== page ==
Over the last several months, I have made two presentations about unemployment law. On 16 May 2016, I explained to the South Central Federation of Labor about “Misconduct, substantial fault, and concealment: presuming employee fault.” For the 4 August 2016 meeting of the Wisconsin Association of Worker’s Compensation Attorneys, I offered a more detailed presentation about “Misconduct and substantial fault: presuming employee fault.”
The concealment changes that went into effect in April of 2016 cannot be emphasized too much. Here is what changed via 2015 Wis. Act 334:
Section 18. 108.04 (11) (g) of the statutes is renumbered 108.04 (11) (g) 1. and amended to read:
108.04 (11) (g) 1. For purposes of In this subsection, “conceal” means to intentionally mislead or defraud the department by withholding or hiding information or making a false statement or misrepresentation.
Section 19. 108.04 (11) (g) 2. and 3. of the statutes are created to read:
108.04 (11) (g) 2. A claimant has a duty of care to provide an accurate and complete response to each inquiry made by the department in connection with his or her receipt of benefits. The department shall consider the following factors in determining whether a claimant intended to mislead the department as described in subd. 1.:
a. Whether the claimant failed to read or follow instructions or other communications of the department related to a claim for benefits.
b. Whether the claimant relied on the statements or representations of persons other than an employee of the department who is authorized to provide advice regarding the claimant’s claim for benefits.
c. Whether the claimant has a limitation or disability and, if so, whether the claimant provided evidence to the department of that limitation or disability.
d. The claimant’s unemployment insurance claims filing experience.
e. Any instructions or previous determinations of concealment issued or provided to the claimant.
f. Any other factor that may provide evidence of the claimant’s intent.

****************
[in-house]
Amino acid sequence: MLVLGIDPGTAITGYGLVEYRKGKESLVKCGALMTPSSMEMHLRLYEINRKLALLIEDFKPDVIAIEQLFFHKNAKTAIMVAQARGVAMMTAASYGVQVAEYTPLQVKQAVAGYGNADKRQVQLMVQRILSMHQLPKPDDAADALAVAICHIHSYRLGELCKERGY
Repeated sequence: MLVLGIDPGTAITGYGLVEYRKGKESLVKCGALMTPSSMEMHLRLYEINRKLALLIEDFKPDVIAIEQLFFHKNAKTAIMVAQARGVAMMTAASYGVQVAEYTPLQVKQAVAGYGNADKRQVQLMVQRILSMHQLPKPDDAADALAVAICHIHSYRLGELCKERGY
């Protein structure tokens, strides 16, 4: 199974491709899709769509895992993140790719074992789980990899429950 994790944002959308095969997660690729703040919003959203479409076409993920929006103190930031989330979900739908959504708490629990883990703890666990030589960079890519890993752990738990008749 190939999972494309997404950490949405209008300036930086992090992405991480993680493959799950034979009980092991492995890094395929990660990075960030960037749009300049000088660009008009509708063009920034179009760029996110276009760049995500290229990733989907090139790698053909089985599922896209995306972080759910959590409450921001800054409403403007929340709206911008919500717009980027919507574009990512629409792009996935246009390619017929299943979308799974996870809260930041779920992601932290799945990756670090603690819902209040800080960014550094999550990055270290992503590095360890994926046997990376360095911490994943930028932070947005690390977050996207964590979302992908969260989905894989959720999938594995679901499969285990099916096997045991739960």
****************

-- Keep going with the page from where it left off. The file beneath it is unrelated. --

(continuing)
3. Nothing in this subsection requires the department, when making a finding of concealment, to determine or prove that a claimant had an intent or design to receive benefits to which the claimant knows he or she was not entitled.
At the same time this new law took effect in April 2016, the Department also instituted its new on-line claim-filing process that turned 11 or so questions into a 40+ question marathon.
These two changes go hand in hand. First, this new definition of concealment makes claimants liable for unemployment fraud for their unintentional mistakes on their claims. Second, the new on-line process is so complicated and cumbersome that a mistake is now incredibly easy to make (e.g., by reporting income in the wrong category or failing to check a definition relating to a question that you don’t think applies to your situation — $10 from a parent for taking care of the laundry or cutting the grass counts as babysitting income that should be reported).
Accordingly, given the ease of making a mistake and the consequences for concealment related to that mistake, no one should be filing for unemployment benefits anymore.
If you absolutely must file for unemployment benefits, do NOT file via the on-line process but make all your weekly claims by phone. And, try to get a DWD specialist on the phone when filing your weekly claim certifications and take detailed notes of any advice your receive from that DWD representative. That advice is probably your only avenue for escaping a concealment charge from DWD when you make a mistake.